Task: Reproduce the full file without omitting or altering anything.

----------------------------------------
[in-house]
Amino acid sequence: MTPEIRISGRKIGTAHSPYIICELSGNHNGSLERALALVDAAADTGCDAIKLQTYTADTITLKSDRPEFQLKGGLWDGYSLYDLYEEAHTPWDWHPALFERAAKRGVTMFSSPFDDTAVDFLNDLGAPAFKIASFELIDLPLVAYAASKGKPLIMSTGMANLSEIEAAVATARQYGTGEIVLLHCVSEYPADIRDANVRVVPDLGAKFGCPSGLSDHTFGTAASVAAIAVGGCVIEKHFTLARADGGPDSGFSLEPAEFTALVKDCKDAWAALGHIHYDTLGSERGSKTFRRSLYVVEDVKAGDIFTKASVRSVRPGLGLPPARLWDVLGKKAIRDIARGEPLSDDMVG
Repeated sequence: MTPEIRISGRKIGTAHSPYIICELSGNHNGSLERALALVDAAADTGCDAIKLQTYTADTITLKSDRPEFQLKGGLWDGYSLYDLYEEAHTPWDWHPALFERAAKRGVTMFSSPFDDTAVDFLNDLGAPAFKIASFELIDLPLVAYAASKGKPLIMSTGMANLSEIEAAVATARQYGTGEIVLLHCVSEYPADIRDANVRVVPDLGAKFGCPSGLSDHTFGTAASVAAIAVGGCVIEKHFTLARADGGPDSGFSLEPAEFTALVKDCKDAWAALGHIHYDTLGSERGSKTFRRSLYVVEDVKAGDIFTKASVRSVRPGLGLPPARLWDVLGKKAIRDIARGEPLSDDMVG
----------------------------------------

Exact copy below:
[in-house]
Amino acid sequence: MTPEIRISGRKIGTAHSPYIICELSGNHNGSLERALALVDAAADTGCDAIKLQTYTADTITLKSDRPEFQLKGGLWDGYSLYDLYEEAHTPWDWHPALFERAAKRGVTMFSSPFDDTAVDFLNDLGAPAFKIASFELIDLPLVAYAASKGKPLIMSTGMANLSEIEAAVATARQYGTGEIVLLHCVSEYPADIRDANVRVVPDLGAKFGCPSGLSDHTFGTAASVAAIAVGGCVIEKHFTLARADGGPDSGFSLEPAEFTALVKDCKDAWAALGHIHYDTLGSERGSKTFRRSLYVVEDVKAGDIFTKASVRSVRPGLGLPPARLWDVLGKKAIRDIARGEPLSDDMVG
Repeated sequence: MTPEIRISGRKIGTAHSPYIICELSGNHNGSLERALALVDAAADTGCDAIKLQTYTADTITLKSDRPEFQLKGGLWDGYSLYDLYEEAHTPWDWHPALFERAAKRGVTMFSSPFDDTAVDFLNDLGAPAFKIASFELIDLPLVAYAASKGKPLIMSTGMANLSEIEAAVATARQYGTGEIVLLHCVSEYPADIRDANVRVVPDLGAKFGCPSGLSDHTFGTAASVAAIAVGGCVIEKHFTLARADGGPDSGFSLEPAEFTALVKDCKDAWAALGHIHYDTLGSERGSKTFRRSLYVVEDVKAGDIFTKASVRSVRPGLGLPPARLWDVLGKKAIRDIARGEPLSDDMVG